Gas costs have skyrocketed, and with them, the cost of flying. This greenie isn’t 100% upset: with the cost of fuel increasing exponentially in the past few years, people are examining their transportation patterns and needs and trying to find cost- and fuel-effective methods of getting from Point A to Point B. Smaller, more fuel-efficient cars are selling well, and ridership on public transit is up. But for many Americans, particularly those in smaller cities and towns, public transit is non-existent. For those living anywhere but the East Coast, Amtrak is slow, unreliable, or non-existent. We’re a country for whom the cost of cheap fuel has promoted individual car use to the detriment of other forms of transportation.
Here in the Midwest, it’s incredibly frustrating how limited rail and bus is. I frequently travel between St Louis and Minneapolis, and unless I have the luxury of a few days to travel, rail and bus are extremely inconvenient. Don’t get me started about trying to get to Des Moines, where my parents live, from St Louis–it’s basically fly or drive. Flying has become extremely expensive and unthinkably uncomfortable. I find myself wedged in a coach seat longing for the relative space and comfort of Amtrak but knowing that my options from St Louis are limited.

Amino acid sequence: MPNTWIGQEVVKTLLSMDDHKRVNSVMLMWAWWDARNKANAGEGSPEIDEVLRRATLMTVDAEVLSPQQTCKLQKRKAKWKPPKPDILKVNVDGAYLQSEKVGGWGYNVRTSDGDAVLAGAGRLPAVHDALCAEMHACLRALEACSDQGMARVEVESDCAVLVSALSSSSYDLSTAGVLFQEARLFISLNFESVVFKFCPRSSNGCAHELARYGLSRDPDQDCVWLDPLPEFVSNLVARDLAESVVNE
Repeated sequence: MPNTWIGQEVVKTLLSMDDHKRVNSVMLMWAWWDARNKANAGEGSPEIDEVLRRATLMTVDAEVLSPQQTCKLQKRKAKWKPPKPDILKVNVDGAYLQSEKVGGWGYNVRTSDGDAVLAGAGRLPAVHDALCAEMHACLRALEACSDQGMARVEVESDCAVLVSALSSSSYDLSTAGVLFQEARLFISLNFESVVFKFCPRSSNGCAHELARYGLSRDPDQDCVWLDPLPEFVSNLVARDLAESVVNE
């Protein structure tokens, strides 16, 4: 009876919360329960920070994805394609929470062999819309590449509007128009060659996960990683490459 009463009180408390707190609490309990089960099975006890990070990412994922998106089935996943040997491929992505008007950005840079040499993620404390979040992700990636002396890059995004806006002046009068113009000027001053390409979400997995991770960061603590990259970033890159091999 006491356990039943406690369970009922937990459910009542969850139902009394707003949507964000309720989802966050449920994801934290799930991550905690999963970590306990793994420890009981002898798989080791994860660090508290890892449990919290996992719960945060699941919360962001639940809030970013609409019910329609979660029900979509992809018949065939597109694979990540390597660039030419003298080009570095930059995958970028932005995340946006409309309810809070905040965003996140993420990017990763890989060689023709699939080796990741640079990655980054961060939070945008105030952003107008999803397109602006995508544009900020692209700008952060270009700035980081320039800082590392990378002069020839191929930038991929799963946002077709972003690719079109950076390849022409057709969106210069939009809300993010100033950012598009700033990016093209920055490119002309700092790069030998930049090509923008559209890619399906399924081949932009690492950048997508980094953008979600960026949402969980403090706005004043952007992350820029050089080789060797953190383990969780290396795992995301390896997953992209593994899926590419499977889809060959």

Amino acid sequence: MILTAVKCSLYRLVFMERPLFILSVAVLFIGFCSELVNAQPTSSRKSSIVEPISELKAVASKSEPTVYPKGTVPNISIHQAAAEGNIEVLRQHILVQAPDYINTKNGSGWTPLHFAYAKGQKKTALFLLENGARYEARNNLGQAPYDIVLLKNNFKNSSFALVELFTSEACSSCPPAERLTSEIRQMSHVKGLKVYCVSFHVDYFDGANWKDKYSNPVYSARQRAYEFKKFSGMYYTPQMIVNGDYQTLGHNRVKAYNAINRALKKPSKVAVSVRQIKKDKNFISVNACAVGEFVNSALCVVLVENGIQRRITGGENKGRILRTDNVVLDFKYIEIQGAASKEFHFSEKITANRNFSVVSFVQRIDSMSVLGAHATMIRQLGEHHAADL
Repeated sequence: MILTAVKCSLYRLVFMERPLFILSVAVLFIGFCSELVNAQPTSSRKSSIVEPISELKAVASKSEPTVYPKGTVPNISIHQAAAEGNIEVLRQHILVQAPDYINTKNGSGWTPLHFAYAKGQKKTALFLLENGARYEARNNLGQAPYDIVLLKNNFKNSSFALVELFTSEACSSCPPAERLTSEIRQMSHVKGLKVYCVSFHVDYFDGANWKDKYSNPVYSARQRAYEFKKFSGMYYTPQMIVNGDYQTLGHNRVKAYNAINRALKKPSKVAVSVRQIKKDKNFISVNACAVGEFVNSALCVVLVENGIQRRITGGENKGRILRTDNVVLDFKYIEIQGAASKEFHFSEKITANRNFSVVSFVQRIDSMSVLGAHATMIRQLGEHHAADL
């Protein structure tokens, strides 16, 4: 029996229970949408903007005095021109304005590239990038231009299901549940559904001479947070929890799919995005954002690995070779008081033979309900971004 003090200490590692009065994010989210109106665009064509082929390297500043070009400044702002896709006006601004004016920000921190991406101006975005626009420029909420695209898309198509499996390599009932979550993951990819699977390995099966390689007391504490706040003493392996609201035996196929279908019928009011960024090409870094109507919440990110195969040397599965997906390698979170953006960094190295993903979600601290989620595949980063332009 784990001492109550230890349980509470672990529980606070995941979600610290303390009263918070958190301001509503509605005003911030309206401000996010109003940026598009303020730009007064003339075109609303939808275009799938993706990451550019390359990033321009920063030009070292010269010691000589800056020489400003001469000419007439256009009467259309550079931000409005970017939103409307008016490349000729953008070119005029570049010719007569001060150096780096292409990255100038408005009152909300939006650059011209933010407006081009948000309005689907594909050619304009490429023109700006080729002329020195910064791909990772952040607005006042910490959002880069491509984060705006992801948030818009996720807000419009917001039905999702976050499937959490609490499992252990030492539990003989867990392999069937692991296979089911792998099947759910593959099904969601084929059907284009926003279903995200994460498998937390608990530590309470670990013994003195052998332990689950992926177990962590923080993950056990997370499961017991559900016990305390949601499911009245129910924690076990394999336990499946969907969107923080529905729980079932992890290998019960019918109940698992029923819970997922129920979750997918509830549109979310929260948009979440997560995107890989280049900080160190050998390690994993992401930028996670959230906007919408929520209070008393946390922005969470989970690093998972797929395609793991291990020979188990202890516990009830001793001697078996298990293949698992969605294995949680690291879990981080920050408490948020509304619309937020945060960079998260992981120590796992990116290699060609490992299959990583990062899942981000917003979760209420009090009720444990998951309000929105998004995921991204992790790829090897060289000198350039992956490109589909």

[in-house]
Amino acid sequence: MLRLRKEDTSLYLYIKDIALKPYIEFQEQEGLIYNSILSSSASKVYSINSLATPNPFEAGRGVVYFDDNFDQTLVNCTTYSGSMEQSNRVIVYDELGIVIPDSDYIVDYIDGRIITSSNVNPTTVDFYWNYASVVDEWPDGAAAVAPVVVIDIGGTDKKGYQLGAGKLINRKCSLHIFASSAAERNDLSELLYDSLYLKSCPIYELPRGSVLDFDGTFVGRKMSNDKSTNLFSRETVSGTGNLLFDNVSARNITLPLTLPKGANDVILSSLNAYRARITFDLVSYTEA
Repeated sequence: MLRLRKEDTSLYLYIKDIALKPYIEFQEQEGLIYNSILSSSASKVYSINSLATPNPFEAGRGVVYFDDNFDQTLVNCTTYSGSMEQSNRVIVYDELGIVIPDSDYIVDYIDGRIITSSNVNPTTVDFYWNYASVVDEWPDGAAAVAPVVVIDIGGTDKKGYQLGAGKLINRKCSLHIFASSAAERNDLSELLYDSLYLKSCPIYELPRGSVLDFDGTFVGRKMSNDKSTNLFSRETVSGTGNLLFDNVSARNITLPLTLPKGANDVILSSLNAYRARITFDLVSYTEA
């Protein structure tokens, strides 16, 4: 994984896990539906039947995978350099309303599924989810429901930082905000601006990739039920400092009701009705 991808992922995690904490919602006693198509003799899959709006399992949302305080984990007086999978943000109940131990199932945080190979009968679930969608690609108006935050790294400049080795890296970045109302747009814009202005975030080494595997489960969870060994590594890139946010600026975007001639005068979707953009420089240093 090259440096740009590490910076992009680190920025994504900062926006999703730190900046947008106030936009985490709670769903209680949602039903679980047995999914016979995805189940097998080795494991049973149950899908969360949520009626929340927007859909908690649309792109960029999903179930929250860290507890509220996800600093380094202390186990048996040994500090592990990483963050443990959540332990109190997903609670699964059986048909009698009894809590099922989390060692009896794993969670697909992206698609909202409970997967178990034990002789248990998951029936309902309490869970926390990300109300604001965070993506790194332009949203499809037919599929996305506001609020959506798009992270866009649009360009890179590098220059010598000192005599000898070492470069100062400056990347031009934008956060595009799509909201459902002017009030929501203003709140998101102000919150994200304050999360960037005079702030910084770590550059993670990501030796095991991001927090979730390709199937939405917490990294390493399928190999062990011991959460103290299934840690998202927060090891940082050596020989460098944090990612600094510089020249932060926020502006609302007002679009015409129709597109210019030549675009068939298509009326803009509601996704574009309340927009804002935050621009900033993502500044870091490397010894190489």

Fortunately, change is bubbling. Talk of expanding mass transit is everywhere. California just greenlighted a high-speed bullet-style train from LA to San Francisco that will make the almost 400-mile trip in less than three hours. Democratic Party Vice-Presidential Nominee Joe Biden is an Amtrak enthusiast who has used the rail system religiously during his time on Capitol Hill, and he and Barack Obama pledge to expand mass transit if elected. Public transportation is experiencing record ridership as people abandon their cars for the cost-saving (and often time- and peace of mind-saving) bus or light rail in their cities.
I made a list in my head of the traits my dream transit system would embody. It would include efficient, extensive bus systems like in Curitiba, Brazil. It would include high-speed, intercity rail systems like those in Japan, and those systems would connect every state and all major cities. Rail systems would offer sweet weekend deals for leisure travelers, like when I lived in Germany and five people could travel anywhere on Deutsche Bahn for 28€ total. There would be an expansion of bike lanes and bike paths for two-wheeled transportation. And, all these things would pay for themselves through fuel taxes or carbon taxes, and citizens would view transit as an efficient system that truly served them. Car ownership would truly become an option for most Americans.
So what’s your dream for transit in America?
How can we implement infrastructures that will not only encourage mass transit, but make it affordable, convenient, reliable, and environmentally-friendly? What models can we look to when planning? What experiences abroad have you had that you wish we could have here? Do you think these dreams can or will become a reality? What obstacles are stopping us from extensive, efficient, affordable mass transit?